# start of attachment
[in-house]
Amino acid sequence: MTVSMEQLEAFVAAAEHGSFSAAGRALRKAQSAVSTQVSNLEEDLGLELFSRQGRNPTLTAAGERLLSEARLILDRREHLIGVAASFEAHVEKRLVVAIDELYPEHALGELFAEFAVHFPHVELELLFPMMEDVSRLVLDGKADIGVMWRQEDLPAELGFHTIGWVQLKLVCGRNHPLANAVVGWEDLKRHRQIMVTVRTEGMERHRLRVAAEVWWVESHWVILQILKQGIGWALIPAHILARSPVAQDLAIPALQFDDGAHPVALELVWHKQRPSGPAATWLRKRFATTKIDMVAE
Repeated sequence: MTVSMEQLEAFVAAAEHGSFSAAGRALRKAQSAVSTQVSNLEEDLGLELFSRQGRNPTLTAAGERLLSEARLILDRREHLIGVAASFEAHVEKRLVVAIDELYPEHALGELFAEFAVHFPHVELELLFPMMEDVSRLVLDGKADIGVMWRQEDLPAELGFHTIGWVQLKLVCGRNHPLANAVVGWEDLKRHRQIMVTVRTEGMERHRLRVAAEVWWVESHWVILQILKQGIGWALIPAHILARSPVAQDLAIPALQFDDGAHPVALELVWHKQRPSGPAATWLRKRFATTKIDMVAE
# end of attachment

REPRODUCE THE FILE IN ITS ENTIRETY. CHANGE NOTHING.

[in-house]
Amino acid sequence: MTVSMEQLEAFVAAAEHGSFSAAGRALRKAQSAVSTQVSNLEEDLGLELFSRQGRNPTLTAAGERLLSEARLILDRREHLIGVAASFEAHVEKRLVVAIDELYPEHALGELFAEFAVHFPHVELELLFPMMEDVSRLVLDGKADIGVMWRQEDLPAELGFHTIGWVQLKLVCGRNHPLANAVVGWEDLKRHRQIMVTVRTEGMERHRLRVAAEVWWVESHWVILQILKQGIGWALIPAHILARSPVAQDLAIPALQFDDGAHPVALELVWHKQRPSGPAATWLRKRFATTKIDMVAE
Repeated sequence: MTVSMEQLEAFVAAAEHGSFSAAGRALRKAQSAVSTQVSNLEEDLGLELFSRQGRNPTLTAAGERLLSEARLILDRREHLIGVAASFEAHVEKRLVVAIDELYPEHALGELFAEFAVHFPHVELELLFPMMEDVSRLVLDGKADIGVMWRQEDLPAELGFHTIGWVQLKLVCGRNHPLANAVVGWEDLKRHRQIMVTVRTEGMERHRLRVAAEVWWVESHWVILQILKQGIGWALIPAHILARSPVAQDLAIPALQFDDGAHPVALELVWHKQRPSGPAATWLRKRFATTKIDMVAE